Teeth Cleaning for Dogs / Cats
Your veterinarian has probably already spoken to you about it more than once. But do you really do it?
Brushing your dog’s or cat’s teeth is very important to do as much as possible to prevent gum infections, plaque, tartar and gingivitis. Moreover, eighty-five percent of cats and dogs will have a dental problem in their life. If you notice that your pet has bad breath, consider that this is often the first symptom. It’s best to remove plaque on a dog’s teeth before it hardens and becomes tartar. Hardening occurs in twenty-four to forty-eight hours, so dog teeth cleaning (with dog toothbrush) must really become a daily routine to get rid of your doggie bad breath.
How often should you brush your dog’s teeth?
Ideally, you should brush your dog’s teeth on a daily basis. But, if it’s difficult to spare time on a daily basis then try to do so at least two to three times a week. This is the minimum recommendation to prevent plaque and tartar accumulation.
When to start brushing dog teeth?
It is better to start when your dog is young between the ages of eight and sixteen weeks. Your dog gets used to it when it becomes an adult.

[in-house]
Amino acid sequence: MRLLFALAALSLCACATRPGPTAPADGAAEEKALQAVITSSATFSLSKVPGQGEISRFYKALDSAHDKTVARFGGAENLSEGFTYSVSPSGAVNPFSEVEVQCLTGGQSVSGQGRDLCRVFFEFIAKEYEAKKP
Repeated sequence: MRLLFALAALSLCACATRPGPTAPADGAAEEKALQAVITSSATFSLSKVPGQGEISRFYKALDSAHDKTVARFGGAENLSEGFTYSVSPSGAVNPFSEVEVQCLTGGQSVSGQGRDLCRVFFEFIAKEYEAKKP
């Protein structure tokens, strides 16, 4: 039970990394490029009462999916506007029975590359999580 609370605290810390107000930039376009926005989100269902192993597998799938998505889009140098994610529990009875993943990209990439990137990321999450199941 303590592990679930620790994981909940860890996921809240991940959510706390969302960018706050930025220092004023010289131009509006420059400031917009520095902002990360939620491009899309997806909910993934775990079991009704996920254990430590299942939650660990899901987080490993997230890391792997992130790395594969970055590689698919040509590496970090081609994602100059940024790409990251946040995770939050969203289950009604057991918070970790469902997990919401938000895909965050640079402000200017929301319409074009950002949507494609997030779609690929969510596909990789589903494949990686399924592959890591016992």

The main reason why people don’t do the teeth cleaning of their dog/cat is many dog owners might don’t know how to clean dogs teeth. Dog dental cleaning is not always easy because your pet doesn’t just sit back and let you go to work.
How to brush your dog’s teeth?
The best way to clean dogs teeth is to start as young as possible, but even an older dog or cat can learn to take it in stride.
- First, start by getting them accustomed to having their muzzle handled. Do this for a few days and give them a treat afterwards.
- Next, run your finger over their teeth, still following up with a treat. At this stage, feel free to use the best dog toothpaste specially designed for them.
- When they are used to your finger, you can go ahead with a toothbrush. You’ll see, it’s not so bad. Always buy the best brush for dogs or cats.
Keep in mind that thirty seconds of brushing is enough, that you only brush the outer side of the dog teeth and that you’re doing what you can—that’s already something. Because in the long run, bacteria from tartar can get into the blood and spread to organs, which can lead to heart or kidney failure and clean teeth would give them a healthy life.
Of course, toothbrushing at home is not a substitute for veterinary appointments, and your pet may need scaling. But the more you do at home, the more you’re putting the odds in favour of your pretty pup.
Looking for the best dog toothbrush?